There are two placeson the Chennai-Dindivanam highway where the road curves alongside a wall of sheer rock, the side of a hillock cut down to make room for traffic. Once, a long time ago, driving during a thunderstorm at night, I rested my arm on the windowsill and woke from my sleepjust enough to notice the jagged rock, painted with graffiti, and the lightning that illuminated it. I smiled, just then, that night, for the day we had just enjoyed in a town to the south. My oldest friend, her cousin and I. The memory came back to me again a few days ago, driving down that highway and back by daylight. And in the way that memory sieves and keeps the oddest things: I remembered how in years past, the radio signal would turn to static along that wall of stone, and noticed how it did not this time.
Why did some part of me wait to see that rock face as though it was someone I knew? I realised this only as we passed by it, and I felt for some strange reason something resembling joy. How is it that the memory of joy becomes joy itself?
We shared another highway and several long roads together a few months ago, my oldest friend and I, this time with her child.Another adventure, short butintense, sealed permanently in the heart. We weren’t even sure if we would go until we were already gone, the three of us squeezed into a single overnight train berth because not all our seats had been confirmed.I told her I was chasing a vision, and she indulged me. We hired a car and put more miles of roads into our memories. What will we remember when we talk or think of that trip, further into the future? A scattering of sacred places, a grove we drove into without entering the mountains it lay beneath, confidences exchanged, reasons for laughter, a meal, a moment which contained tears, a strange choice?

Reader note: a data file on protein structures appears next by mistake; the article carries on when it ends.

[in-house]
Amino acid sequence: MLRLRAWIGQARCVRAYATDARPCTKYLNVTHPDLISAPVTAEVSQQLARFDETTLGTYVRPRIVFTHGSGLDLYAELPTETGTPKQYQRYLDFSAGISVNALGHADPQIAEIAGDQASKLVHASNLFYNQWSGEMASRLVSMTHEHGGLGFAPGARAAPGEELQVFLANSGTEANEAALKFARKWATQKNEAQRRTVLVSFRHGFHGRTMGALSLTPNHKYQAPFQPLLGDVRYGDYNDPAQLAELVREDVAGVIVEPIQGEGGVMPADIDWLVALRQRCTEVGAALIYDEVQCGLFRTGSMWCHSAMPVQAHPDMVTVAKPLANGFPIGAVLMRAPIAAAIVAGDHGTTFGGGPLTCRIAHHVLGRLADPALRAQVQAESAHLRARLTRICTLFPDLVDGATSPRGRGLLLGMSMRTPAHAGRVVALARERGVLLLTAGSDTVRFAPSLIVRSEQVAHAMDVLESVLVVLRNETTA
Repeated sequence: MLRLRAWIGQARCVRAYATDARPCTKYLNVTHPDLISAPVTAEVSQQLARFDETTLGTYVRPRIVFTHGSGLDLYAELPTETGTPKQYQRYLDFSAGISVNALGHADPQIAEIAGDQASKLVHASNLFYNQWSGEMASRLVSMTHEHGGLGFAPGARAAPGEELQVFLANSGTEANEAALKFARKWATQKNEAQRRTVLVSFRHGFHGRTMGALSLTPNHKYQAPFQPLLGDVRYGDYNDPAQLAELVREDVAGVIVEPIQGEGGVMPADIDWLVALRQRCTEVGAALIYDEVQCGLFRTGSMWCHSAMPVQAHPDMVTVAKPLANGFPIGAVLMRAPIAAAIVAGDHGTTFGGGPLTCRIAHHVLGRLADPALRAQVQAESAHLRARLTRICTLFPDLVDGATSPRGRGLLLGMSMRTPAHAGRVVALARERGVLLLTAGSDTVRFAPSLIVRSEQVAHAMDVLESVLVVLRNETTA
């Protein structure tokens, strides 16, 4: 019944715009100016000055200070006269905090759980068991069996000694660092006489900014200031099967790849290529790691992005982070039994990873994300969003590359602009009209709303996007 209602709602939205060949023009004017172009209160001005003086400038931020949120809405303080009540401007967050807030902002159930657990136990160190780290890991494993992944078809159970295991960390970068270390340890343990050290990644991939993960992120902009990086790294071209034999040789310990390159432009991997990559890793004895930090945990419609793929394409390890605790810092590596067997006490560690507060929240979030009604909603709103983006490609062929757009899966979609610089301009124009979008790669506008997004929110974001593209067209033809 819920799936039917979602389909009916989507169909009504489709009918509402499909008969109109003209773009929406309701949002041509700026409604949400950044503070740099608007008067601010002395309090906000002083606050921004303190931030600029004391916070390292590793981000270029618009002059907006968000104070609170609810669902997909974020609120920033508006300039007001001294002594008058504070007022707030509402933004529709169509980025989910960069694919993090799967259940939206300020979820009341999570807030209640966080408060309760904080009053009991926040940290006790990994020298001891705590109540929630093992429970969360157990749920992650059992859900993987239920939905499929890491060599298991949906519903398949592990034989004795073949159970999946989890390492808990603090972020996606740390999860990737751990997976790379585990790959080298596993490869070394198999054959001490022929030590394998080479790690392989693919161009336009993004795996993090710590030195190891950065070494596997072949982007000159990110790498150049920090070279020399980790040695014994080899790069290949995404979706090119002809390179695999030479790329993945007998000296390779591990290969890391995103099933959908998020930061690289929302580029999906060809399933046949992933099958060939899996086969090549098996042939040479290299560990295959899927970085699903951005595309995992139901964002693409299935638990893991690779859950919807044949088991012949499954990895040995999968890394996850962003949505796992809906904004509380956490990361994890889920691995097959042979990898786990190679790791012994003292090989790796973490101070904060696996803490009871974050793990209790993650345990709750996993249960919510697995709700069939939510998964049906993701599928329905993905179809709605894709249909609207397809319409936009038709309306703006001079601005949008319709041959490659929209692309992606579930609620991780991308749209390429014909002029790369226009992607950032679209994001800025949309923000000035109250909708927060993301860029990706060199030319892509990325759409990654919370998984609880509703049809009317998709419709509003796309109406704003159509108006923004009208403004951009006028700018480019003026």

Not even a fortnight later, I found myself on the other side of that mountain range, on a completely different journey. What will come back to me from that trip, years from now? Ensconced in that travelling was a brush – not unlike driving past that stony hillock on another road – with a place in which I had once sat and watched the rain drip from the eaves of a cottage in a forest and knew with certainty that I had not finished missing someone who had long left me behind. Why did I remember that moment, so much later, in the same way I remember smiling through slumber on a storm-drenched highway, driving back from a reprieve on some distant Sunday? And what will I come to remember of what has just come to pass?
The spaces between journeys are long, for me, but I carry them far and further. Not to keep their memories alive, but to give myself life – so I am nourished always by the knowledge of what I’ve felt, what I’ve wagered, what I’ve been given, and what I’ve made with it.
The Chennai-based author writes poetry, fiction and more